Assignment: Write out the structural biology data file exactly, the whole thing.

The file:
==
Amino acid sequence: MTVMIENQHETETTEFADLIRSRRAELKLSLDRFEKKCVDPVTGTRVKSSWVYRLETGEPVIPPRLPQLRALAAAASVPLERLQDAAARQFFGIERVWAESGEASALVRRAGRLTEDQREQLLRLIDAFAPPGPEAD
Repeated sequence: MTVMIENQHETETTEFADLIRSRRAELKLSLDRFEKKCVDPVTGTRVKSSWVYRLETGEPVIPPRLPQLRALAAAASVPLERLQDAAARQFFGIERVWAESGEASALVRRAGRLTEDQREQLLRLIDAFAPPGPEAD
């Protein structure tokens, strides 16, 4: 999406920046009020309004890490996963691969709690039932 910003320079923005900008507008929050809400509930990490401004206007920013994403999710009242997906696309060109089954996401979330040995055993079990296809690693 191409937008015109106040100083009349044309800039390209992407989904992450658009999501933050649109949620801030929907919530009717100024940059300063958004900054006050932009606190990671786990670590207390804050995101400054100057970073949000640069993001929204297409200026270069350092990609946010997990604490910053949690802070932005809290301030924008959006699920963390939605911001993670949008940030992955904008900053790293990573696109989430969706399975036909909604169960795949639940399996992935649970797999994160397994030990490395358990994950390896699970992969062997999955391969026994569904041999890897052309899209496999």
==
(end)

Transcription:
Amino acid sequence: MTVMIENQHETETTEFADLIRSRRAELKLSLDRFEKKCVDPVTGTRVKSSWVYRLETGEPVIPPRLPQLRALAAAASVPLERLQDAAARQFFGIERVWAESGEASALVRRAGRLTEDQREQLLRLIDAFAPPGPEAD
Repeated sequence: MTVMIENQHETETTEFADLIRSRRAELKLSLDRFEKKCVDPVTGTRVKSSWVYRLETGEPVIPPRLPQLRALAAAASVPLERLQDAAARQFFGIERVWAESGEASALVRRAGRLTEDQREQLLRLIDAFAPPGPEAD
């Protein structure tokens, strides 16, 4: 999406920046009020309004890490996963691969709690039932 910003320079923005900008507008929050809400509930990490401004206007920013994403999710009242997906696309060109089954996401979330040995055993079990296809690693 191409937008015109106040100083009349044309800039390209992407989904992450658009999501933050649109949620801030929907919530009717100024940059300063958004900054006050932009606190990671786990670590207390804050995101400054100057970073949000640069993001929204297409200026270069350092990609946010997990604490910053949690802070932005809290301030924008959006699920963390939605911001993670949008940030992955904008900053790293990573696109989430969706399975036909909604169960795949639940399996992935649970797999994160397994030990490395358990994950390896699970992969062997999955391969026994569904041999890897052309899209496999």